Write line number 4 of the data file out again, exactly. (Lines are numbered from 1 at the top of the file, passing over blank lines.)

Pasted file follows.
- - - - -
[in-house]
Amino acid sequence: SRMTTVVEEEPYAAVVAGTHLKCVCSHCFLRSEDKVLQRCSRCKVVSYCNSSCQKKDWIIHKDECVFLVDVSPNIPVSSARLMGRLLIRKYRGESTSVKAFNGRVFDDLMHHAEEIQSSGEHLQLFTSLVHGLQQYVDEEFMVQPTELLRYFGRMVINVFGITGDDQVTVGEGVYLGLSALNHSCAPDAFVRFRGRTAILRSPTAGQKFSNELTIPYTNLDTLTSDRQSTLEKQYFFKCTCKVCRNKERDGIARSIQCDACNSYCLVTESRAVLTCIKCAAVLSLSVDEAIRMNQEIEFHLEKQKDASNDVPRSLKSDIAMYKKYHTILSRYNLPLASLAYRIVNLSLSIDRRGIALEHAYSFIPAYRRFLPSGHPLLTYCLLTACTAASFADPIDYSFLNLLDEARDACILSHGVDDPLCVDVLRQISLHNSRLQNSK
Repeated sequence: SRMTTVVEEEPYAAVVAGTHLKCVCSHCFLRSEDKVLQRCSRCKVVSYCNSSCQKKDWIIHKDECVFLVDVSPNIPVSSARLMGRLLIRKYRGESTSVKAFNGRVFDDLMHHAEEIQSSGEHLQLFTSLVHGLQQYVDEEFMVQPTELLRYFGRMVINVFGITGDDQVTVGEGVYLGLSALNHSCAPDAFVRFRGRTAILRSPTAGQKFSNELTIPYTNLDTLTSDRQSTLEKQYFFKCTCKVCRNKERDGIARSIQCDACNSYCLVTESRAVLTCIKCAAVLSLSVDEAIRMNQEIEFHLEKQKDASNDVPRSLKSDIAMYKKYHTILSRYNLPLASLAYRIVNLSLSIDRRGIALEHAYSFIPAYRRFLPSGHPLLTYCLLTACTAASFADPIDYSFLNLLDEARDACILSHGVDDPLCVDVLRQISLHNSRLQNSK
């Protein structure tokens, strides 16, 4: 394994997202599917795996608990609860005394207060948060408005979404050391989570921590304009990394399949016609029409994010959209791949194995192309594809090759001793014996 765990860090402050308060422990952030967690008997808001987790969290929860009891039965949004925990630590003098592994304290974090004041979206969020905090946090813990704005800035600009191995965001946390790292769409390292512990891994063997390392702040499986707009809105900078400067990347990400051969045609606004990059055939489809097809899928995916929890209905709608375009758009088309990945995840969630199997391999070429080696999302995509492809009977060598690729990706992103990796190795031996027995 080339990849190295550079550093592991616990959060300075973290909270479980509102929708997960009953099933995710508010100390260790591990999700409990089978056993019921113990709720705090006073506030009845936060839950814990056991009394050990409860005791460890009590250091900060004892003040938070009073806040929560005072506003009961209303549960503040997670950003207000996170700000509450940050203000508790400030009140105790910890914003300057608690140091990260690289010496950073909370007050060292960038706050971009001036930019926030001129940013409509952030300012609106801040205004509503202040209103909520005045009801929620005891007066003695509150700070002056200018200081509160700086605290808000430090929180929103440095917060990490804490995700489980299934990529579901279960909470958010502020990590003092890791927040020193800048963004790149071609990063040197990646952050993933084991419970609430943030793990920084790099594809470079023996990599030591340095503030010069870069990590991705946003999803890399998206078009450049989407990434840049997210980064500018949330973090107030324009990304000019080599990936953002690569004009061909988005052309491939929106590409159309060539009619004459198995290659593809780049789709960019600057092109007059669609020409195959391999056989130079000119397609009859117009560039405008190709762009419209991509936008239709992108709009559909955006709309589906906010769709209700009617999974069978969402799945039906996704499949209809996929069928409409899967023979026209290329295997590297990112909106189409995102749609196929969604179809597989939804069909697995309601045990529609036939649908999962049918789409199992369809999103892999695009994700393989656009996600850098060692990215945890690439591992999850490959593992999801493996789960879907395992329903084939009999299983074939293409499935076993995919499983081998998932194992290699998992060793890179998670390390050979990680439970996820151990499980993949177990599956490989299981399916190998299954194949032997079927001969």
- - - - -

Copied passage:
């Protein structure tokens, strides 16, 4: 394994997202599917795996608990609860005394207060948060408005979404050391989570921590304009990394399949016609029409994010959209791949194995192309594809090759001793014996 765990860090402050308060422990952030967690008997808001987790969290929860009891039965949004925990630590003098592994304290974090004041979206969020905090946090813990704005800035600009191995965001946390790292769409390292512990891994063997390392702040499986707009809105900078400067990347990400051969045609606004990059055939489809097809899928995916929890209905709608375009758009088309990945995840969630199997391999070429080696999302995509492809009977060598690729990706992103990796190795031996027995 080339990849190295550079550093592991616990959060300075973290909270479980509102929708997960009953099933995710508010100390260790591990999700409990089978056993019921113990709720705090006073506030009845936060839950814990056991009394050990409860005791460890009590250091900060004892003040938070009073806040929560005072506003009961209303549960503040997670950003207000996170700000509450940050203000508790400030009140105790910890914003300057608690140091990260690289010496950073909370007050060292960038706050971009001036930019926030001129940013409509952030300012609106801040205004509503202040209103909520005045009801929620005891007066003695509150700070002056200018200081509160700086605290808000430090929180929103440095917060990490804490995700489980299934990529579901279960909470958010502020990590003092890791927040020193800048963004790149071609990063040197990646952050993933084991419970609430943030793990920084790099594809470079023996990599030591340095503030010069870069990590991705946003999803890399998206078009450049989407990434840049997210980064500018949330973090107030324009990304000019080599990936953002690569004009061909988005052309491939929106590409159309060539009619004459198995290659593809780049789709960019600057092109007059669609020409195959391999056989130079000119397609009859117009560039405008190709762009419209991509936008239709992108709009559909955006709309589906906010769709209700009617999974069978969402799945039906996704499949209809996929069928409409899967023979026209290329295997590297990112909106189409995102749609196929969604179809597989939804069909697995309601045990529609036939649908999962049918789409199992369809999103892999695009994700393989656009996600850098060692990215945890690439591992999850490959593992999801493996789960879907395992329903084939009999299983074939293409499935076993995919499983081998998932194992290699998992060793890179998670390390050979990680439970996820151990499980993949177990599956490989299981399916190998299954194949032997079927001969």